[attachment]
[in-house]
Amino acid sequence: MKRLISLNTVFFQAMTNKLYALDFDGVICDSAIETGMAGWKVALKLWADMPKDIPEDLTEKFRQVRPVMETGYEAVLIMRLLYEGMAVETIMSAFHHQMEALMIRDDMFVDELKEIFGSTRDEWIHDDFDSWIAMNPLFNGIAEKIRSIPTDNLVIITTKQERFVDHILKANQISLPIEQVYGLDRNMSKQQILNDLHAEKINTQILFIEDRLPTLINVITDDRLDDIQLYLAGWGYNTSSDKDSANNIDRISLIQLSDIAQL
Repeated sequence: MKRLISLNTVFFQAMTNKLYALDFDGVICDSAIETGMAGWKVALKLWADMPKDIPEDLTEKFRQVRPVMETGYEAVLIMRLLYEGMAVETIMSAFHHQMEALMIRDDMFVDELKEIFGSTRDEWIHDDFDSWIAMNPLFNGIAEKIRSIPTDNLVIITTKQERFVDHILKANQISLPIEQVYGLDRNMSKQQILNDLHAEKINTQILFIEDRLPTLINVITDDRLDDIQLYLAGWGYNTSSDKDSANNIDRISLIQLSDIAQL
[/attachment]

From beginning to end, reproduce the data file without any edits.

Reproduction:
[in-house]
Amino acid sequence: MKRLISLNTVFFQAMTNKLYALDFDGVICDSAIETGMAGWKVALKLWADMPKDIPEDLTEKFRQVRPVMETGYEAVLIMRLLYEGMAVETIMSAFHHQMEALMIRDDMFVDELKEIFGSTRDEWIHDDFDSWIAMNPLFNGIAEKIRSIPTDNLVIITTKQERFVDHILKANQISLPIEQVYGLDRNMSKQQILNDLHAEKINTQILFIEDRLPTLINVITDDRLDDIQLYLAGWGYNTSSDKDSANNIDRISLIQLSDIAQL
Repeated sequence: MKRLISLNTVFFQAMTNKLYALDFDGVICDSAIETGMAGWKVALKLWADMPKDIPEDLTEKFRQVRPVMETGYEAVLIMRLLYEGMAVETIMSAFHHQMEALMIRDDMFVDELKEIFGSTRDEWIHDDFDSWIAMNPLFNGIAEKIRSIPTDNLVIITTKQERFVDHILKANQISLPIEQVYGLDRNMSKQQILNDLHAEKINTQILFIEDRLPTLINVITDDRLDDIQLYLAGWGYNTSSDKDSANNIDRISLIQLSDIAQL